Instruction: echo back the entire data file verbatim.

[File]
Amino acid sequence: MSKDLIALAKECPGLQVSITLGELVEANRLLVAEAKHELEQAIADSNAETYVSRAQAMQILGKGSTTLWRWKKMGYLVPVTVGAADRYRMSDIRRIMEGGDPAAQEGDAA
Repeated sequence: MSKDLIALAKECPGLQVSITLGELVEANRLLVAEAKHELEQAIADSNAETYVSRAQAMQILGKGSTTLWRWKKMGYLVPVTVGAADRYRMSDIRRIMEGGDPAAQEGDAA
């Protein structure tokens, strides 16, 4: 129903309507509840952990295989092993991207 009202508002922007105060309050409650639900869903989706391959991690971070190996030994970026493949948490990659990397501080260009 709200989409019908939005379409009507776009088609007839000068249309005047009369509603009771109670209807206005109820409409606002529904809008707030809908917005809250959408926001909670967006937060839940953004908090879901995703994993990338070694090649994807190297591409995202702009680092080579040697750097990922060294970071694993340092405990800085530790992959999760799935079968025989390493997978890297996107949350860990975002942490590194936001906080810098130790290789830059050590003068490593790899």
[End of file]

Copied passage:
Amino acid sequence: MSKDLIALAKECPGLQVSITLGELVEANRLLVAEAKHELEQAIADSNAETYVSRAQAMQILGKGSTTLWRWKKMGYLVPVTVGAADRYRMSDIRRIMEGGDPAAQEGDAA
Repeated sequence: MSKDLIALAKECPGLQVSITLGELVEANRLLVAEAKHELEQAIADSNAETYVSRAQAMQILGKGSTTLWRWKKMGYLVPVTVGAADRYRMSDIRRIMEGGDPAAQEGDAA
């Protein structure tokens, strides 16, 4: 129903309507509840952990295989092993991207 009202508002922007105060309050409650639900869903989706391959991690971070190996030994970026493949948490990659990397501080260009 709200989409019908939005379409009507776009088609007839000068249309005047009369509603009771109670209807206005109820409409606002529904809008707030809908917005809250959408926001909670967006937060839940953004908090879901995703994993990338070694090649994807190297591409995202702009680092080579040697750097990922060294970071694993340092405990800085530790992959999760799935079968025989390493997978890297996107949350860990975002942490590194936001906080810098130790290789830059050590003068490593790899």